It’s as if somebody has run a thin wire
into my body—perhaps my heel—
streaming low-level electricity
up my feet and legs, through my arms and hands,
across my back in waves. It gathers in my thorax,
especially the left side,
so that my heart is caught in a troubled net
of dirty energy.
Illness eats me alive.
How can I learn to do this?
How can I thaw a place with my breath
where I can stay out my time?
In her poem “Song of the Bone Marrow,” Reeves Keyworth poses the unutterable question. Further on in the poem she stakes her turf:
Tell me not to be faint of heart.
But if affliction has never
rubbed you away
until the rivers of your sight are bitten off
and the palms of your hands drown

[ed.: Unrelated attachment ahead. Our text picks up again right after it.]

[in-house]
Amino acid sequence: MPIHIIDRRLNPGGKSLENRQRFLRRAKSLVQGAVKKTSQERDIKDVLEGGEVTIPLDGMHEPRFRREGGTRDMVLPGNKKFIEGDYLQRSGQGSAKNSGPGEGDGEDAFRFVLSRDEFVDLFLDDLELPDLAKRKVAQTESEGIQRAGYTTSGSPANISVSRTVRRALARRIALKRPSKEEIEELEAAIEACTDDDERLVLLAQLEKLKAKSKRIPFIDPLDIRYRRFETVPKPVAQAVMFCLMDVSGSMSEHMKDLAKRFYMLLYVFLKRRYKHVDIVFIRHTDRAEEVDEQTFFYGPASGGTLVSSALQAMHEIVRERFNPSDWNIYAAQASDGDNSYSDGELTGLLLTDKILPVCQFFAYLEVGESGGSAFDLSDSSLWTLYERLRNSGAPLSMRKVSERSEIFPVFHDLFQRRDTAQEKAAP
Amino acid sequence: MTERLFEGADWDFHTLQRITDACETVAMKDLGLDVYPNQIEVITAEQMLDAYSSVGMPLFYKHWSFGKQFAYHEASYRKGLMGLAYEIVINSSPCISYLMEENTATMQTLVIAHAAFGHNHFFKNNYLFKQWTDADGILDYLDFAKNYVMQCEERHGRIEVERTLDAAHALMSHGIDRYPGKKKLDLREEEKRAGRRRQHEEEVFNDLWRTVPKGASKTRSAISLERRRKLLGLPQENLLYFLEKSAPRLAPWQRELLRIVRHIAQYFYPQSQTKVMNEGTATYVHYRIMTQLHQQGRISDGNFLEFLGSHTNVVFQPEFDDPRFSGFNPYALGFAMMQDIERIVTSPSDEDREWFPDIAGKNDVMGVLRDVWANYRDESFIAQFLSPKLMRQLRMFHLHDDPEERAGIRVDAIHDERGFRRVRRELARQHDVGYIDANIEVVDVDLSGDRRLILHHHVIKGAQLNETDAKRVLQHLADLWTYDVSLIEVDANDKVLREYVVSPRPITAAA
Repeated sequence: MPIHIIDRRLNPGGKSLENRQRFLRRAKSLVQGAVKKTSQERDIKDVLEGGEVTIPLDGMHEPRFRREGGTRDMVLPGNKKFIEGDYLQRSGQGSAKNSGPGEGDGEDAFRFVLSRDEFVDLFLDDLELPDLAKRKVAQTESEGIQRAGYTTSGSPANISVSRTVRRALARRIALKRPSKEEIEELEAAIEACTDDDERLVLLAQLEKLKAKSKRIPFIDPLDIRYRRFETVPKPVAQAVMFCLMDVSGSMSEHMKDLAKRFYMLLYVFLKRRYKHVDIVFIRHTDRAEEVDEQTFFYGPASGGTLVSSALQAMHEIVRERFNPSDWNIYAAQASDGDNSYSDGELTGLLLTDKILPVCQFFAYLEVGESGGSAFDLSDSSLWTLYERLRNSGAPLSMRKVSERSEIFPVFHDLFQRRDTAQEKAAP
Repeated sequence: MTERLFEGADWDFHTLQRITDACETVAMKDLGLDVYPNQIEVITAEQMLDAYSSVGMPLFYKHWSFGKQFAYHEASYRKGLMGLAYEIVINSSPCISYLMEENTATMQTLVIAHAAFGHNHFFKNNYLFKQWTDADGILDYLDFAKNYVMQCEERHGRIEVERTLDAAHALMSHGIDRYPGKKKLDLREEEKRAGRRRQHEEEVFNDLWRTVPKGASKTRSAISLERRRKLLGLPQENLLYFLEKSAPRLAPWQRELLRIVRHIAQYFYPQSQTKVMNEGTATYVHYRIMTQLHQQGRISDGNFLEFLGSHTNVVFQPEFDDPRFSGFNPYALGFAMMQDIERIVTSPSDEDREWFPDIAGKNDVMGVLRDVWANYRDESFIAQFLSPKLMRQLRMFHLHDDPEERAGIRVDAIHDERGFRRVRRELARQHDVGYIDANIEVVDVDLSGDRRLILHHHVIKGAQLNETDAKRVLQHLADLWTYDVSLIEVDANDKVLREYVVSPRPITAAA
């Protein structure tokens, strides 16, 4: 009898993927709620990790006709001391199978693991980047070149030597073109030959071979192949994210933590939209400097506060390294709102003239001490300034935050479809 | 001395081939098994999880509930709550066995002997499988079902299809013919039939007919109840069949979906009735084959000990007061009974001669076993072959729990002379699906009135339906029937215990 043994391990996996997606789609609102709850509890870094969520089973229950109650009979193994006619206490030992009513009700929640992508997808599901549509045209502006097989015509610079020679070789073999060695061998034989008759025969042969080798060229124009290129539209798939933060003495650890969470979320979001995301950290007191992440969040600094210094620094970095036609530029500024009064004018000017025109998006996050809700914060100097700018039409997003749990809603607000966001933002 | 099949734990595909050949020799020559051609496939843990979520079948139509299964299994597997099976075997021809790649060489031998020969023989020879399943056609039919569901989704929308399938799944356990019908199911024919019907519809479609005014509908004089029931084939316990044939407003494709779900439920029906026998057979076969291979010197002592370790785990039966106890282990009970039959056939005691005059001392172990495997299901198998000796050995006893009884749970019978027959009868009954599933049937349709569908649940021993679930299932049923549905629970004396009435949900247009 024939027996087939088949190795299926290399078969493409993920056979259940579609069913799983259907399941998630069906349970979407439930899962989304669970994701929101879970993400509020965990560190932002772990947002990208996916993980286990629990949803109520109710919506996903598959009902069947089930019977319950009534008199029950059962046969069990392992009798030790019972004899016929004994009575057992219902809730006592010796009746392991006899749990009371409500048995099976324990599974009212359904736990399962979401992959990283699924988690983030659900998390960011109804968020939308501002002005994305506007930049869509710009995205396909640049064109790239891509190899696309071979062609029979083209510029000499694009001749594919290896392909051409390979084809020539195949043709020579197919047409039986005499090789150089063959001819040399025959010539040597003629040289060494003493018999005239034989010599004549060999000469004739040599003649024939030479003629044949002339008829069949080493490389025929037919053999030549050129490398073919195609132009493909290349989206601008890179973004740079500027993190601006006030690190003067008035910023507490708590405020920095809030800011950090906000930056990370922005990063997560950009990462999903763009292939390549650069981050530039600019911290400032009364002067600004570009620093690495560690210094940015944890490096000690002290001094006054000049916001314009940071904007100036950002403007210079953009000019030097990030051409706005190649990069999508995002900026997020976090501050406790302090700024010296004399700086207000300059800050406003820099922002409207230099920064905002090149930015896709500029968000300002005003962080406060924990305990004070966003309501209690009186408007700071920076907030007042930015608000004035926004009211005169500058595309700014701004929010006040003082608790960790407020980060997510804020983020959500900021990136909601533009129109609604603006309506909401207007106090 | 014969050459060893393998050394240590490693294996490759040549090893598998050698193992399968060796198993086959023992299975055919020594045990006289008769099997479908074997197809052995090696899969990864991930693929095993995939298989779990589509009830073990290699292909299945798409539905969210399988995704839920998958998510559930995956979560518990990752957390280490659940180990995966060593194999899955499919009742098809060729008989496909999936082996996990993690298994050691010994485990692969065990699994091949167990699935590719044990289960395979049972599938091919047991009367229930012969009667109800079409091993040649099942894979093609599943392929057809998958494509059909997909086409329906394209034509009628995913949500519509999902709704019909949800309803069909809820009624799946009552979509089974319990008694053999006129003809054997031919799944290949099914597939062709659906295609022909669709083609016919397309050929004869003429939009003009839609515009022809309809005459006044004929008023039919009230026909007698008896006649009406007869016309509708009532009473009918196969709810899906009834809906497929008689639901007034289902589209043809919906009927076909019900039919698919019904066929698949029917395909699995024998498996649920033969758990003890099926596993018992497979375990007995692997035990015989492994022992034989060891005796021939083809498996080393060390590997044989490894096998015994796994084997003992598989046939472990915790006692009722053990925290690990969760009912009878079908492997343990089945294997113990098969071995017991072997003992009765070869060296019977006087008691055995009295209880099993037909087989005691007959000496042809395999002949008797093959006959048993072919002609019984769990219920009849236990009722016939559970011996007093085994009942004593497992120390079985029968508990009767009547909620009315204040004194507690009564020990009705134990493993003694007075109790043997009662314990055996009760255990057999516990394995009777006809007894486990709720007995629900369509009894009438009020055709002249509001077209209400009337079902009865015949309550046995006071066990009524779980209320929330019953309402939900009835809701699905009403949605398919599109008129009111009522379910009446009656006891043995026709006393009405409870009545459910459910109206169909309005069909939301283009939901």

you can’t tell me how to do it.
It is this willingness to open a vein for the reader, coupled to Keyworth’s clear-eyed inspection of the world, which vivdly and intelligently inform her new chapbook, where the familiar is suddenly illuminated fresh, as when she osberves anew the statues gracing the NYC public library, and lets them deliver a central message of her book:
I notice for the first time that
Patience and Fortitude, the lions,
are thin: bony in fact,
with scrawny flanks and baggy skin.
As they guard the greedy
savannah of the street,
I read their lesson:
scrounge what you may,
but hunger can be endured.
– Excerpt, “How to Live in New York”